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Abstract

PURPOSE: The purpose of this study was to assess the impact of different policies on access to hormonal contraception and pregnancy rates at two high school-based clinics.

METHODS: Two clinics in high schools (Schools A and B), located in a large urban district in the southwest US, provide primary medical care to enrolled students with parental consent; the majority of whom have no health insurance coverage. The hormonal contraceptive dispensing policy of at School clinic A involves providing barrier, hormonal and emergency contraceptive services on site. School clinic B uses a referral policy that directs students to obtain contraception at an off-campus affiliated family planning clinic.

Baseline data (age, race and history of prior pregnancy) on female students seeking hormonal contraception at the two clinics between 9/2008-12/2009 were extracted from an electronic administrative database (AHLERS Integrated System). Data on birth control use and pregnancy tests for each student was then tracked electronically through 3/31/2010. The outcomes measures were accessing hormonal contraception and positive pregnancy tests at any point during or after birth control use were started through 12/2009. The appointment keeping rate for contraceptive services and the overall pregnancy rates were compared between the two schools. In addition the pregnancy rates were compared between the two schools for students with and without a prior history of pregnancy.

RESULTS: School clinic A: 79 students sought hormonal contraception; mean age 17.5 years; 68% were > 18 years; 77% were Hispanic; and 20% reported prior pregnancy. The mean duration of the observation period was 13 months (4-19 months). All 79 students received hormonal contraception (65% pill and 35% long acting progestin injection) onsite. During the observation period, the overall pregnancy rate was 6% (5/79); 4.7% (3/63) among students with no prior pregnancy. School clinic B: 40 students sought hormonal contraception; mean age 17.5 years; 52% > 18 years; 88 % were Hispanic; and 7.5% reported prior pregnancy. All 40 students were referred to the affiliated clinic. The mean duration of the observation period was 11.9 months (4-19 months). 50% (20) kept their appointment. Pills were dispensed to 85% (17/20) and 15% (3/20) received long acting progestin injection. The overall pregnancy rate was 20% (8/40); 21.6% (8/37) among students with no prior pregnancy.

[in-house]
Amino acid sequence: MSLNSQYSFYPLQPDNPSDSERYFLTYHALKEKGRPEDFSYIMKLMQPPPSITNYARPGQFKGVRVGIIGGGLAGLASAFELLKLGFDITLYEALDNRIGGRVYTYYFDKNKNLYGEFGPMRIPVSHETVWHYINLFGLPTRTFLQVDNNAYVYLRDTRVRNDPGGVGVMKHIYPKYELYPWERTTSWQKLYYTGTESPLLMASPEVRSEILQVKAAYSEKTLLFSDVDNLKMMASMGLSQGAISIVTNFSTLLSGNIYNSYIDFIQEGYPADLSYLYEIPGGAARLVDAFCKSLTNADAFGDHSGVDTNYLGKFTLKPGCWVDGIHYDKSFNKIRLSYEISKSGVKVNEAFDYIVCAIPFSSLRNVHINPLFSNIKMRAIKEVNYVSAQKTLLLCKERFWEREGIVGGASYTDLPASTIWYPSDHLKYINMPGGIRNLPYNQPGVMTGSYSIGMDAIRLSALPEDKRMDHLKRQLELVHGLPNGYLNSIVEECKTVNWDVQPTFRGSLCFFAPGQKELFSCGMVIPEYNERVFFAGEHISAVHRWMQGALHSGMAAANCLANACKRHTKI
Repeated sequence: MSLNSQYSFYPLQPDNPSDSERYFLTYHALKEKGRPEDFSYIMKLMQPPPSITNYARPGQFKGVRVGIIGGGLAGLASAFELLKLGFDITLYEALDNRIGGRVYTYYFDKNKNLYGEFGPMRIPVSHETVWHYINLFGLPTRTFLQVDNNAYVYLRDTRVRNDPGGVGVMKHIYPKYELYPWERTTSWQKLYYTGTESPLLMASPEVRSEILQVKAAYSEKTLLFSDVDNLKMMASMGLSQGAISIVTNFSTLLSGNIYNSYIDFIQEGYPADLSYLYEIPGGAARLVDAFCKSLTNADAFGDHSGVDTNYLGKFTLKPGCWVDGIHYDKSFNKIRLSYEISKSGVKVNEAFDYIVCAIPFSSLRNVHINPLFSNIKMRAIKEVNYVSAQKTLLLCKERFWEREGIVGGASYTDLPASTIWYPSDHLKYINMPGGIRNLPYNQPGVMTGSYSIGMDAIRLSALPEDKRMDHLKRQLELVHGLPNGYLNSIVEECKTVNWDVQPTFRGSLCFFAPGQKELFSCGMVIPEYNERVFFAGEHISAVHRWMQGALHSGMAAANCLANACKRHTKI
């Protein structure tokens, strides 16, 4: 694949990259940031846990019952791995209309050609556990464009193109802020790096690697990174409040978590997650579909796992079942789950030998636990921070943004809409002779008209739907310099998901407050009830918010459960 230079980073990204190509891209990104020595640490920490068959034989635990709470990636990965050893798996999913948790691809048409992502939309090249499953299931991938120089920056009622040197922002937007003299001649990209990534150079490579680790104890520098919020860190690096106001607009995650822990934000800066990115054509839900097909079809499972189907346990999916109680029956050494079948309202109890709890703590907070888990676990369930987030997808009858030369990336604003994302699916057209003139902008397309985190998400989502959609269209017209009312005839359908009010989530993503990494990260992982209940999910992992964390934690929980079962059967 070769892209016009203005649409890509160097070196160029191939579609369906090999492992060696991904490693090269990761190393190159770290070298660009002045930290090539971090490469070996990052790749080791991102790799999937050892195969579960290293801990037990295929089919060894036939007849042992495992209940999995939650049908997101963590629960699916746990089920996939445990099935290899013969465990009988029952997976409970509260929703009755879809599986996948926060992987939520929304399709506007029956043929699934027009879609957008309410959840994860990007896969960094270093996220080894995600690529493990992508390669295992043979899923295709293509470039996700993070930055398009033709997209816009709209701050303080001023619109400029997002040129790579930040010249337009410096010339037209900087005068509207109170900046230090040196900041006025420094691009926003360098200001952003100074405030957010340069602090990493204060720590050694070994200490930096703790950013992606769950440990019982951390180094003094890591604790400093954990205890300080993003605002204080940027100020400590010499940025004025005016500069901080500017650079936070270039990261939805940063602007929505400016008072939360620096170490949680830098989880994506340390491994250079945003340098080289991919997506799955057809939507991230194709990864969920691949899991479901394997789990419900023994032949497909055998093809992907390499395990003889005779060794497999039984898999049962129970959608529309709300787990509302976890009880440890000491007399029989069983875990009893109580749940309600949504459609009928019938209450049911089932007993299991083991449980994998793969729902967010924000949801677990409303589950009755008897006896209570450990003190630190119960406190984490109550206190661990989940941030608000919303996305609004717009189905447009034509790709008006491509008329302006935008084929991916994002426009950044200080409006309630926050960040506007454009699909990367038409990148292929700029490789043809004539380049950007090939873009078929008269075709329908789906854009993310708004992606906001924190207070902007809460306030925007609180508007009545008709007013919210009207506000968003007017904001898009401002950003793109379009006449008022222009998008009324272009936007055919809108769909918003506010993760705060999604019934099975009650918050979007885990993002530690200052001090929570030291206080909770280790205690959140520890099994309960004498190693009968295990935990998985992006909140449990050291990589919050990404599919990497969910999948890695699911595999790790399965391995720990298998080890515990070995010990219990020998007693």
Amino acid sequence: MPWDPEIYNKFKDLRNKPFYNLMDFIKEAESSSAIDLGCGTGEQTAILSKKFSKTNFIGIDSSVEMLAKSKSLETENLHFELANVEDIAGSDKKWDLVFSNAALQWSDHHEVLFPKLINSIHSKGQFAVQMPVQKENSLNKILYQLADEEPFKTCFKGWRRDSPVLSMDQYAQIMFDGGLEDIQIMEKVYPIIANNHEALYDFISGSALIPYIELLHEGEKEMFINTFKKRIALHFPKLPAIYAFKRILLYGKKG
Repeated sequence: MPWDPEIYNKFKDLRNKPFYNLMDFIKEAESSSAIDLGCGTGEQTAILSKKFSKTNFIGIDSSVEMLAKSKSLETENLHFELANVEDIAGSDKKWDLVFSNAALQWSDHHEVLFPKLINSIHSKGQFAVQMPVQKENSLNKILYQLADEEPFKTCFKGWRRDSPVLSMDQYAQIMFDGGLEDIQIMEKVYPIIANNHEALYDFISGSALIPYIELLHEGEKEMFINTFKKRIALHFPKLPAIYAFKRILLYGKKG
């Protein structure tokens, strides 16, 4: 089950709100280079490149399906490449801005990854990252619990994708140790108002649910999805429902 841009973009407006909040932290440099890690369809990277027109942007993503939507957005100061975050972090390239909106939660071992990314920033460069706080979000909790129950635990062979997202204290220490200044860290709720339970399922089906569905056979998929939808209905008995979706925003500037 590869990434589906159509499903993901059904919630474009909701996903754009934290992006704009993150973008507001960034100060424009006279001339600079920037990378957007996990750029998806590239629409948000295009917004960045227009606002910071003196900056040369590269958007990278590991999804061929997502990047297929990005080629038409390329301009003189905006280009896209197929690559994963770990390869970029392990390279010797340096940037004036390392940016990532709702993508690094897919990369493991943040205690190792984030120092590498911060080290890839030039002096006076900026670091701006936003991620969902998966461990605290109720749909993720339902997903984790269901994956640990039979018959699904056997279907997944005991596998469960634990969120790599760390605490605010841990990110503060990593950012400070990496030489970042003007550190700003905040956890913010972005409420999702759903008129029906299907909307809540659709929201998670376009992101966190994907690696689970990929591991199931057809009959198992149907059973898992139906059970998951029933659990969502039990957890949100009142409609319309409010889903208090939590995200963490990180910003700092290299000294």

A significantly higher frequency of students seeking hormonal contraception kept their initial appointment for birth control at the school dispensing onsite contraception compared to the school with a referral policy for contraception (p<0.05). The pregnancy rate was significantly higher for the school with a referral policy for contraception compared to the school with onsite contraceptive services (p< 0.05). The pregnancy rate was also significantly higher for students without a prior history of pregnancy in the school with a referral policy for contraception (21.6%) versus the school with onsite contraceptive services (4.7%) (p< 0.05).

CONCLUSION: This preliminary study showed that School clinic B with a referral policy had a lower appointment keeping rate for contraceptive services and a higher pregnancy rate than School clinic A with on-site contraceptive services. An on-site dispensing policy for hormonal contraceptives at high school-based health clinics may be a convenient and effective approach to prevent unintended first and repeat pregnancies among adolescents who seek hormonal contraception. This study has strong implications for reproductive health policy, especially as directed toward high-risk teenage populations.